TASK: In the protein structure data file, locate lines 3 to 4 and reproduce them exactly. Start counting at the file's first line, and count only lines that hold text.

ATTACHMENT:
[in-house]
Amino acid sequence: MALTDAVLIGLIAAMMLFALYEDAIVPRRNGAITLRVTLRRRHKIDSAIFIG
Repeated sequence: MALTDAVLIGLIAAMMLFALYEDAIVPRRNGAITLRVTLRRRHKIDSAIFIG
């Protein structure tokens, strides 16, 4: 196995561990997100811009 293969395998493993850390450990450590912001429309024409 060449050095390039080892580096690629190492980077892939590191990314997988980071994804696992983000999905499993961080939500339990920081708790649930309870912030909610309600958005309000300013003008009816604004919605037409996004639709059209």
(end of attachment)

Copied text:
Repeated sequence: MALTDAVLIGLIAAMMLFALYEDAIVPRRNGAITLRVTLRRRHKIDSAIFIG
């Protein structure tokens, strides 16, 4: 196995561990997100811009 293969395998493993850390450990450590912001429309024409 060449050095390039080892580096690629190492980077892939590191990314997988980071994804696992983000999905499993961080939500339990920081708790649930309870912030909610309600958005309000300013003008009816604004919605037409996004639709059209």